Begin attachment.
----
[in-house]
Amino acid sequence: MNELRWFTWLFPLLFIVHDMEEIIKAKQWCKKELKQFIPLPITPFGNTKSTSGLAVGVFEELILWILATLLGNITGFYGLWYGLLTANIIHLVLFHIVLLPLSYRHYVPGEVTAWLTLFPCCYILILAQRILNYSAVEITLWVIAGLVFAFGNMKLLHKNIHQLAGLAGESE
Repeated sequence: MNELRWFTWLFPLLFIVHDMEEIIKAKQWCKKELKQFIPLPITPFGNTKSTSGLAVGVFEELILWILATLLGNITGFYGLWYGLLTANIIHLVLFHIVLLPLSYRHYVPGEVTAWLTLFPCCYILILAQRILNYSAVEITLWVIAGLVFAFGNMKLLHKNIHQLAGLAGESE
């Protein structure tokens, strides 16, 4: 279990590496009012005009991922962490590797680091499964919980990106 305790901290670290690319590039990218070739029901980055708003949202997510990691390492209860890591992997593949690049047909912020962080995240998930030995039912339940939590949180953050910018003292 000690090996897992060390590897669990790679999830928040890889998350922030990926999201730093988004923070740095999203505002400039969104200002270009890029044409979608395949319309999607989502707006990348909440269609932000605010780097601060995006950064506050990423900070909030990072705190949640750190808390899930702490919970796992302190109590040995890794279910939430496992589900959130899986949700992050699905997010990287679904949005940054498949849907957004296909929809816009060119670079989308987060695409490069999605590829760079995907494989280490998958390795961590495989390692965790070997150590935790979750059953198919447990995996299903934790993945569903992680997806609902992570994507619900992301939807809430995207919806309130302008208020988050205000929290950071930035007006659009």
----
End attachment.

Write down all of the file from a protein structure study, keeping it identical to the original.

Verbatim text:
[in-house]
Amino acid sequence: MNELRWFTWLFPLLFIVHDMEEIIKAKQWCKKELKQFIPLPITPFGNTKSTSGLAVGVFEELILWILATLLGNITGFYGLWYGLLTANIIHLVLFHIVLLPLSYRHYVPGEVTAWLTLFPCCYILILAQRILNYSAVEITLWVIAGLVFAFGNMKLLHKNIHQLAGLAGESE
Repeated sequence: MNELRWFTWLFPLLFIVHDMEEIIKAKQWCKKELKQFIPLPITPFGNTKSTSGLAVGVFEELILWILATLLGNITGFYGLWYGLLTANIIHLVLFHIVLLPLSYRHYVPGEVTAWLTLFPCCYILILAQRILNYSAVEITLWVIAGLVFAFGNMKLLHKNIHQLAGLAGESE
């Protein structure tokens, strides 16, 4: 279990590496009012005009991922962490590797680091499964919980990106 305790901290670290690319590039990218070739029901980055708003949202997510990691390492209860890591992997593949690049047909912020962080995240998930030995039912339940939590949180953050910018003292 000690090996897992060390590897669990790679999830928040890889998350922030990926999201730093988004923070740095999203505002400039969104200002270009890029044409979608395949319309999607989502707006990348909440269609932000605010780097601060995006950064506050990423900070909030990072705190949640750190808390899930702490919970796992302190109590040995890794279910939430496992589900959130899986949700992050699905997010990287679904949005940054498949849907957004296909929809816009060119670079989308987060695409490069999605590829760079995907494989280490998958390795961590495989390692965790070997150590935790979750059953198919447990995996299903934790993945569903992680997806609902992570994507619900992301939807809430995207919806309130302008208020988050205000929290950071930035007006659009």